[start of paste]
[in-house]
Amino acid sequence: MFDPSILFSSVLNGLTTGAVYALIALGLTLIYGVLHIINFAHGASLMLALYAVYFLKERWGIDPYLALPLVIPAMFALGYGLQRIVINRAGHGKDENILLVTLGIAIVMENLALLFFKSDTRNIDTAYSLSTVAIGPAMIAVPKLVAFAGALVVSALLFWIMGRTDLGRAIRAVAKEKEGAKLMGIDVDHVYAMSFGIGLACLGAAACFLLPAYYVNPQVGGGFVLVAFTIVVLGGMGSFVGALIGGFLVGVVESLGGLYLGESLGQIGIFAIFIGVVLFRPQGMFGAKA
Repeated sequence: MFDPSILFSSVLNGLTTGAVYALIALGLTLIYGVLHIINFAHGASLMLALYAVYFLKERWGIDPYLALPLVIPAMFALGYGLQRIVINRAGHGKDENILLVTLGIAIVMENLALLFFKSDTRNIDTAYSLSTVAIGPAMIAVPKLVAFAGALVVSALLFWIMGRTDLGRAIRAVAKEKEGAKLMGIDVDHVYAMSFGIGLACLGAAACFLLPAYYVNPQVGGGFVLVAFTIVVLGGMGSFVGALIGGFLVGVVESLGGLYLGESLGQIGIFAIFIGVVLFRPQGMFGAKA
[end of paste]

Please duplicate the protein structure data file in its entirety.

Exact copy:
[in-house]
Amino acid sequence: MFDPSILFSSVLNGLTTGAVYALIALGLTLIYGVLHIINFAHGASLMLALYAVYFLKERWGIDPYLALPLVIPAMFALGYGLQRIVINRAGHGKDENILLVTLGIAIVMENLALLFFKSDTRNIDTAYSLSTVAIGPAMIAVPKLVAFAGALVVSALLFWIMGRTDLGRAIRAVAKEKEGAKLMGIDVDHVYAMSFGIGLACLGAAACFLLPAYYVNPQVGGGFVLVAFTIVVLGGMGSFVGALIGGFLVGVVESLGGLYLGESLGQIGIFAIFIGVVLFRPQGMFGAKA
Repeated sequence: MFDPSILFSSVLNGLTTGAVYALIALGLTLIYGVLHIINFAHGASLMLALYAVYFLKERWGIDPYLALPLVIPAMFALGYGLQRIVINRAGHGKDENILLVTLGIAIVMENLALLFFKSDTRNIDTAYSLSTVAIGPAMIAVPKLVAFAGALVVSALLFWIMGRTDLGRAIRAVAKEKEGAKLMGIDVDHVYAMSFGIGLACLGAAACFLLPAYYVNPQVGGGFVLVAFTIVVLGGMGSFVGALIGGFLVGVVESLGGLYLGESLGQIGIFAIFIGVVLFRPQGMFGAKA